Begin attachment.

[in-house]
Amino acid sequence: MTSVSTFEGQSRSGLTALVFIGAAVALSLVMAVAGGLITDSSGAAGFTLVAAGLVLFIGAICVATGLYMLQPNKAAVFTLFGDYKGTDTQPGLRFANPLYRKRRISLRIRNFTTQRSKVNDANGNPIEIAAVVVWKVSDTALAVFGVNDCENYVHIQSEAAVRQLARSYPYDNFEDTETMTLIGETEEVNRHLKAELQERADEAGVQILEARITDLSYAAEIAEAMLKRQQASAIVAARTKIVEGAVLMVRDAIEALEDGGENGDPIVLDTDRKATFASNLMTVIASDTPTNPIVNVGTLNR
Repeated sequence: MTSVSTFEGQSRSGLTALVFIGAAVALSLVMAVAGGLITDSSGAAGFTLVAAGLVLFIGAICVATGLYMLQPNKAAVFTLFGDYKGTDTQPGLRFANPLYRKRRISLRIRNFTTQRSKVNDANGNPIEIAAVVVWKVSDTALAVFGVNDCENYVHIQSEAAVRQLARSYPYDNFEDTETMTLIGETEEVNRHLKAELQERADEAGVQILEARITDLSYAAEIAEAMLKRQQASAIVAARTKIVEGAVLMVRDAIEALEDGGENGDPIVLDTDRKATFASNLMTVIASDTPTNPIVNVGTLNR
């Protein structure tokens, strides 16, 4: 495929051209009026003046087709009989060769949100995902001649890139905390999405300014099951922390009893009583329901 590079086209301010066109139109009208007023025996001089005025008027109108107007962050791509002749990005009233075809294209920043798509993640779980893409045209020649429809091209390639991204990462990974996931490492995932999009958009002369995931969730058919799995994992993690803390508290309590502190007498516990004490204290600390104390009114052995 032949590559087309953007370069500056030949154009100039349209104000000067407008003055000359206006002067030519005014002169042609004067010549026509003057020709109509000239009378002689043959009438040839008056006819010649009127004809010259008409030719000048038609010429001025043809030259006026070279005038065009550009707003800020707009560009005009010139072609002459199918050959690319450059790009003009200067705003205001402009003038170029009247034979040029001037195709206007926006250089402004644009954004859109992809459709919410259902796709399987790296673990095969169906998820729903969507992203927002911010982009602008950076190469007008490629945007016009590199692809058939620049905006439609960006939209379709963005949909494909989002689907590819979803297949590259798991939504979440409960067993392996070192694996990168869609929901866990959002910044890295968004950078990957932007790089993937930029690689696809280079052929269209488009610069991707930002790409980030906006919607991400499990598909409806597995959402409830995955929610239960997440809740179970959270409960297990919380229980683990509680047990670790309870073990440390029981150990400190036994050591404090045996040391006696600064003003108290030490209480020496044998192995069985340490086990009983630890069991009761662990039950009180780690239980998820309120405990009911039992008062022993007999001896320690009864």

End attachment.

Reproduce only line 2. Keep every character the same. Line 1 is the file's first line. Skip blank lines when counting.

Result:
Amino acid sequence: MTSVSTFEGQSRSGLTALVFIGAAVALSLVMAVAGGLITDSSGAAGFTLVAAGLVLFIGAICVATGLYMLQPNKAAVFTLFGDYKGTDTQPGLRFANPLYRKRRISLRIRNFTTQRSKVNDANGNPIEIAAVVVWKVSDTALAVFGVNDCENYVHIQSEAAVRQLARSYPYDNFEDTETMTLIGETEEVNRHLKAELQERADEAGVQILEARITDLSYAAEIAEAMLKRQQASAIVAARTKIVEGAVLMVRDAIEALEDGGENGDPIVLDTDRKATFASNLMTVIASDTPTNPIVNVGTLNR